Amsterdam airport security confiscated my beloved Opinel #6. Despite a low replacement cost, I was sad to see this one go. It was purchased from the now defunct George & Son cutlery in Portland, Oregon. For whatever reason, the knife lacked a proper locking mechanism. Tom’s Dad was nice enough to fashion a leather toggle that kept the knife safely shut during pocket carry.
Here is grainy evidence of the knife in use during my recent visit to London (actual location: Snarebrook Travelodge). Despite concerns about TSA confiscation, I always bring an Opinel along on International trips to facilitate my austerity dinners of salami and cheese.
For variation, Tom suggested that I try out the Mercator cat K55K folding pocket knife. The design is over 75 years and is still made in Solingen, Germany. The Mercator features a carbon steel blade, black coated steel handle and lanyard loop. I’m a little intimidated by the all around sharp edges of the knife so I’ve been sheathing it in the original (non Archival) plastic packaging. Here’s a great short video showing Mercator blades being stamped out in the Solingen factory. I bought the knife because of this video.
I’m already shopping for my next replacement knife. I’m tempted by this club sized Opinel photographed at Columbus Cutlery by Puck Ananta.
On an aspirational level, I’m in love with this red handled model by G. Wiseman for Kaufman Mercantile. Friend and frame builder Eric Estlund recommends another domestic model made from quality steel at more of an Archival pricepoint:
Great Eastern Cutlery Farm & Field orange Delrin Lock
Here is my original August 2010 post on shopping for pocket knives
Takuhito Kawashima, editor of Huge magazine, forwarded along a few snaps of our Archival Rucksack on display at their 10th anniversary party in Japan. For readers new to the blog, Huge featured Archival in a Made in USA themed issue that included an article on Oregon manufacturers. Takuhito and his photographer visited us here in Eugene to document the production process of our bags.
Friend and UO Faculty member John Fenn has been traveling in Malawi for the last few months. He was kind enough to forward along some documentary snaps of his Archival baggage in use. While we do not endorse dust as a reproofing agent, it does add a unique visual finish to our bags.
A 400+ km road trip thru Mzimba district, Malawi in the car trunk (poor seals) over dusty roads = a new “dry” custom finish to my rucksack & duffel!
We’re pleased to release a light, durable tote bag. More durable and handsome than synthetic give-away bags; more responsible and frugal than constantly buying paper bags. Available in two rare deadstock fabrics – a 8oz Cone Mills duck canvas and a 10oz striped twill from the now-shuttered Avondale Mills. Limited quantities in these fabrics.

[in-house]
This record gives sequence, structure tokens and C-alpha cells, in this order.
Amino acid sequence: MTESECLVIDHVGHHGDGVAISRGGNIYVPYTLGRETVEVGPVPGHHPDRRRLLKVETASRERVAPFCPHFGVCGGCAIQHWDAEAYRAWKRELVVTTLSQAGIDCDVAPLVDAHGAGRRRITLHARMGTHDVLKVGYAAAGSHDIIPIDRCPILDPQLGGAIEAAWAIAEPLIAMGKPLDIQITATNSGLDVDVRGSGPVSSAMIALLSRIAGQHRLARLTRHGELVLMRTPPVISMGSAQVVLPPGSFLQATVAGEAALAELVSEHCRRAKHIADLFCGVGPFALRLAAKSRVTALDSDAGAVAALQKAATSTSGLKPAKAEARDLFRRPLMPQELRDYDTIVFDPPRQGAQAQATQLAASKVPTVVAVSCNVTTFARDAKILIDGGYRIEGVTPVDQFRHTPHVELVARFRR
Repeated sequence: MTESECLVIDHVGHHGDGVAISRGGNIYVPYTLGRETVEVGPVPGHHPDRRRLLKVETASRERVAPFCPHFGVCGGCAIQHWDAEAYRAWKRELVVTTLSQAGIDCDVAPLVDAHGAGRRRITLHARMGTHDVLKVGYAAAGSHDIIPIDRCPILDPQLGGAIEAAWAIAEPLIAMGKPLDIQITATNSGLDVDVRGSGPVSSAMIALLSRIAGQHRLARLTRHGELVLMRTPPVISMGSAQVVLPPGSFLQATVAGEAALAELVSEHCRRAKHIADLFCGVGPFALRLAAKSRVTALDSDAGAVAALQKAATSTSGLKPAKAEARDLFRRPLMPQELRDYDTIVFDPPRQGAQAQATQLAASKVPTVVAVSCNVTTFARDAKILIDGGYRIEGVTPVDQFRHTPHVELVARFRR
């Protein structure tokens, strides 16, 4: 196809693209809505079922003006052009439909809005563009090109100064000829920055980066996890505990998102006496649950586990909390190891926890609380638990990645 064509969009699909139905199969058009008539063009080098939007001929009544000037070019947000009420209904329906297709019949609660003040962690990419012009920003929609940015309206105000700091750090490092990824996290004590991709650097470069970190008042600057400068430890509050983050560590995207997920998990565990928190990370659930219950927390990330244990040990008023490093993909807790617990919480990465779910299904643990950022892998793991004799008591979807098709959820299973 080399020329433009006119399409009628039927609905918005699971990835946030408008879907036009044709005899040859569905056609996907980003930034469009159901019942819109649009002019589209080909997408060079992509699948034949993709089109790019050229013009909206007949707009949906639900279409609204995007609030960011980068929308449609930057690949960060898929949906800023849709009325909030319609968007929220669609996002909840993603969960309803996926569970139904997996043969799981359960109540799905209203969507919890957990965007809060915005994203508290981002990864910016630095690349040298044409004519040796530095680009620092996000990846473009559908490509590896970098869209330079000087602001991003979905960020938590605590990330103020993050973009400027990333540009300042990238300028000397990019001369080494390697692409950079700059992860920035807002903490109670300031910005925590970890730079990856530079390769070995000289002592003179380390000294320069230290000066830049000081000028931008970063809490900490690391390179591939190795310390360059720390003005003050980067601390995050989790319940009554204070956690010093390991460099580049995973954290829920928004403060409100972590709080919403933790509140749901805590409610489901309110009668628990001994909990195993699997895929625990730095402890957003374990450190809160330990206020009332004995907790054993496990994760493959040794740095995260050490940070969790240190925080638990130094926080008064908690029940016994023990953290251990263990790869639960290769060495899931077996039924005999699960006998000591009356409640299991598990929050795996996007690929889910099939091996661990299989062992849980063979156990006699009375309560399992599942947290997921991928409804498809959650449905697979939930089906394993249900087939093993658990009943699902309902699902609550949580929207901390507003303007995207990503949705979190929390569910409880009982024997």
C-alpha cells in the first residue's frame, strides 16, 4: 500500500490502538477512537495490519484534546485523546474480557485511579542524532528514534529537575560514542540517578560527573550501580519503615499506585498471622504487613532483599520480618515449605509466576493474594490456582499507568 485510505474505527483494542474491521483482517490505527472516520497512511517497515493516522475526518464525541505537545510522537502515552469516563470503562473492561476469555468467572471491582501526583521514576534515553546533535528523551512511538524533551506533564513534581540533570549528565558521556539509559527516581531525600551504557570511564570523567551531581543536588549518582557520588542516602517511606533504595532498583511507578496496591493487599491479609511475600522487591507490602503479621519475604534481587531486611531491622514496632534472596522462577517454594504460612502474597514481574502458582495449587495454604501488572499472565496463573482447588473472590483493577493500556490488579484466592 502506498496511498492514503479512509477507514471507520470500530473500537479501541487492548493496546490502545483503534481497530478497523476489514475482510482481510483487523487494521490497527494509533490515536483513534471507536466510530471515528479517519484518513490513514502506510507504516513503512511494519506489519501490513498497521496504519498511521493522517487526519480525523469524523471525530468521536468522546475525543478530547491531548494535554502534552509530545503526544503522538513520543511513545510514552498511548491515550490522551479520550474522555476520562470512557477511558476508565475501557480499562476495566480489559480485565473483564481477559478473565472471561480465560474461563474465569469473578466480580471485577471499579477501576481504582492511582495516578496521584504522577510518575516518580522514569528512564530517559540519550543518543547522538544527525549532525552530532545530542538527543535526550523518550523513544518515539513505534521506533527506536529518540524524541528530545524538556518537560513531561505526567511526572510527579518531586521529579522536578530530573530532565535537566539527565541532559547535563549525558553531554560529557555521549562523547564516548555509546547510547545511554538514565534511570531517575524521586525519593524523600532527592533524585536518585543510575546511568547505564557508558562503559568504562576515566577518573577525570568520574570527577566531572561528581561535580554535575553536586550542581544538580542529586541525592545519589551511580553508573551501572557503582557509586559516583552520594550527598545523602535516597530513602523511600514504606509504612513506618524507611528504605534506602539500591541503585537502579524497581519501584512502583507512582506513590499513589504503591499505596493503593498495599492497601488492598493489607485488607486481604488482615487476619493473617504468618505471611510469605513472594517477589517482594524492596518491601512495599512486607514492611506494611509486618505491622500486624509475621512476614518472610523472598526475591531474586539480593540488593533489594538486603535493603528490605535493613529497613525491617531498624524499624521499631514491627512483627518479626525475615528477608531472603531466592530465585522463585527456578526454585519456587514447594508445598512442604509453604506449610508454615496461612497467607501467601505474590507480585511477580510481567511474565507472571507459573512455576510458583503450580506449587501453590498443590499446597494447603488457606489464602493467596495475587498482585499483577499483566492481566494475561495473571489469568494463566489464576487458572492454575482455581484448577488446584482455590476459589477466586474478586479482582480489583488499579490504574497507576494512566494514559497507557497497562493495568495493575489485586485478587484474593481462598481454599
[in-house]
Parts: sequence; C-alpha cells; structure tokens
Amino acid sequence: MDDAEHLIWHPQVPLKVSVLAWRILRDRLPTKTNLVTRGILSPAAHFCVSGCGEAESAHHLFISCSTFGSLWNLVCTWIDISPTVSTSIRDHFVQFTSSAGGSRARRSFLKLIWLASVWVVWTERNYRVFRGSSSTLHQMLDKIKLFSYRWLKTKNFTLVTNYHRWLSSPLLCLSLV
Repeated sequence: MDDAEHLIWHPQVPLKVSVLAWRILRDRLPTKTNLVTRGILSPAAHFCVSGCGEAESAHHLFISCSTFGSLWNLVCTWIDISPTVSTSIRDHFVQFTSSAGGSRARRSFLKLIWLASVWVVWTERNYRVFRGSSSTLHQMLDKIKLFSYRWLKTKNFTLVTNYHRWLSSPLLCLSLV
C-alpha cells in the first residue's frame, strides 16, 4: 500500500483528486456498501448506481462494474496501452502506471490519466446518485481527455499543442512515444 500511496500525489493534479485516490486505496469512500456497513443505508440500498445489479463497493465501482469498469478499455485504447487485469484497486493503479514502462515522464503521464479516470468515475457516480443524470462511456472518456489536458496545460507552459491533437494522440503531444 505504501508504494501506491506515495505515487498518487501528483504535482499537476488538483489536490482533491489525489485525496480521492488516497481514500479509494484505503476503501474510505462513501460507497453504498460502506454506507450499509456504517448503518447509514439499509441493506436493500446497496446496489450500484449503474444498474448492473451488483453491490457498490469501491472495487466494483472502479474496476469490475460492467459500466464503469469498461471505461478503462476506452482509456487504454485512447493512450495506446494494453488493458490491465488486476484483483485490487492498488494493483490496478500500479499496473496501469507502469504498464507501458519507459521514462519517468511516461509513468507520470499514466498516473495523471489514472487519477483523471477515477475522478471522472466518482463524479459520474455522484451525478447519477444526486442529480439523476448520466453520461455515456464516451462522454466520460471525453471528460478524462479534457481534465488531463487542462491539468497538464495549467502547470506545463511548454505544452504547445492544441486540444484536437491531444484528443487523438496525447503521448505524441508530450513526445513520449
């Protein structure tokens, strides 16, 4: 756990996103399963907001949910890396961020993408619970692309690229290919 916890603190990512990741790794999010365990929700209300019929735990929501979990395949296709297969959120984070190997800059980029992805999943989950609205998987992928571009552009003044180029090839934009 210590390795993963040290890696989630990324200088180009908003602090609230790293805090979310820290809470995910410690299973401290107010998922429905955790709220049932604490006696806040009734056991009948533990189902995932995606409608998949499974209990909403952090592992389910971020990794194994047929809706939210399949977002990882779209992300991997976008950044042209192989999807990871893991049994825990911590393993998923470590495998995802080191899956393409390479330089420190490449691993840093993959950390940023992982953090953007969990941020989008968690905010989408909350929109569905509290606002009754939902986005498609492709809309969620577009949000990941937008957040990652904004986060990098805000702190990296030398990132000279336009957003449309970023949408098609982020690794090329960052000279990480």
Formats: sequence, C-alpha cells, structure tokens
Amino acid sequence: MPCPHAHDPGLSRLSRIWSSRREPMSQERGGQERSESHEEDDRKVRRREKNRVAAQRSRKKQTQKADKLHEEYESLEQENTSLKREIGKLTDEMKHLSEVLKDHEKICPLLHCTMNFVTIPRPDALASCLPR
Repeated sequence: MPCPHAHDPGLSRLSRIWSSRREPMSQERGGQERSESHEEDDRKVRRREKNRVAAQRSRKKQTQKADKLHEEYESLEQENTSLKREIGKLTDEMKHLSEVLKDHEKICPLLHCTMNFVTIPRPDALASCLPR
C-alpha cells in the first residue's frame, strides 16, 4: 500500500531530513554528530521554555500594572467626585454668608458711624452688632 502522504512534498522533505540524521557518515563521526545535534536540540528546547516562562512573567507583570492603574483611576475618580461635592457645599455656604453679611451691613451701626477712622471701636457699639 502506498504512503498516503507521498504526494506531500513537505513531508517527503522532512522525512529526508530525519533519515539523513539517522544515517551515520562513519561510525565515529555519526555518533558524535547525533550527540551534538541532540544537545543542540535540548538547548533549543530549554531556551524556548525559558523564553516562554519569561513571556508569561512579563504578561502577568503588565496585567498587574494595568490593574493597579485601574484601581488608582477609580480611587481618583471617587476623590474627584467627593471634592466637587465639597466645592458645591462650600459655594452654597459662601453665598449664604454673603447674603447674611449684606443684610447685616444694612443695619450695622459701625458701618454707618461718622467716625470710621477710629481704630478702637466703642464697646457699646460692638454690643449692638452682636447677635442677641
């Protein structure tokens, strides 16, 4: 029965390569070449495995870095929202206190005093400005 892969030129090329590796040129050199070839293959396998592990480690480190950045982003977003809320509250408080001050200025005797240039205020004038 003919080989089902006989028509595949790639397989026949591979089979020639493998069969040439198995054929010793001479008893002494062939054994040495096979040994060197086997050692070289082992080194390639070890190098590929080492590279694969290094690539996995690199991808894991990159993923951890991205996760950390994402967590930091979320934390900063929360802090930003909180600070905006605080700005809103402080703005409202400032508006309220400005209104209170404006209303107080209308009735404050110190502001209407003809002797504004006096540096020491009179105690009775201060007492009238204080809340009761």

Double bottom for added durability and two external pockets for smaller items that merit separation – bags of spices, fragile produce, or bars of chocolate. Strong military-spec cotton webbing handles, fully finished interior, bar-tacked at all stress points and reinforced at the top hem, this light tote built to last. Available now in the Archival web store!
It may be the wrong time of year to be thinking about jackets, hunting, or hunting jackets, but we can’t help ourselves. Archival reader Burhan sent us some shots of his new-to-him Duxbak, to which he wisely added wool knit cuffs (an Archival favorite) and a few inside pockets.
My father found a great old Drybak at a Eugene garage sale. If I get wool cuffs put on, I hope to use it duck hunting this winter, but in the meantime it’s entrusted to a farrier friend‘s safekeeping. Note the heavy construction and Binghamton, NY origin – that’s our pal Matt‘s hometown.
For another odd duck hunting jacket from the archives, see Lesli’s post on her Beretta.
We have accumulated lots of odd samples, one-off bags, unusual colors, and deadstock remnants. Please come relieve us of the burden at Eugene’s own Barn Light, this Friday the 16th, from 12 noon to 8:00PM. Join us for smokin’ good deals, excellent booze, and challenges to shuffleboard and foosball!
Thanks to Archival readers who suggested Shoes Like Pottery as an alt to my obsession over Wakouwa Deck Shoes. As was noted in my original post, the Wakouwas are not sized for women, cost over three hundred dollars and are difficult to find in the US. In contrast, SLPs are unisex, comparably stylish, and easily sourced in the US via favorite shops like Hickorees and Mohawk General Store. The shoes are made from best quality canvas duck and rubber. And like a nice pair of Aldens, they are hand sewn and hand assembled. The SLP moniker refers to the vulcanizing process in which the shoe rubber is fired in a kiln for 70 minutes to make it more soft, durable and flexible. I still haven’t purchased a pair of canvas shoes but I’m wishfully hoping to find these on sale upon my return from London.
One of my most prized, obsolete possessions is a Beaulieu S2008 Super 8 motion picture camera. I’ve owned this camera for over twenty years without using it to shoot a single frame of film. I purchased it in the 90s from the original owner who advised me to replace the decaying battery. After costing out my options, I discovered that a replacement battery would cost more than the camera was worth. As it were, I’ve held onto the non functional camera as evidence of an era when film and motion picture cameras were designed to be both functional, durable and beautiful. In researching my own camera, I discovered all sorts of terrific print ephemera on ebay including operating manuals, lens boxes and magazine ads. I’m posting a few of my favorite examples plus hero shots of several stunning Beaulieu motion picture camera models.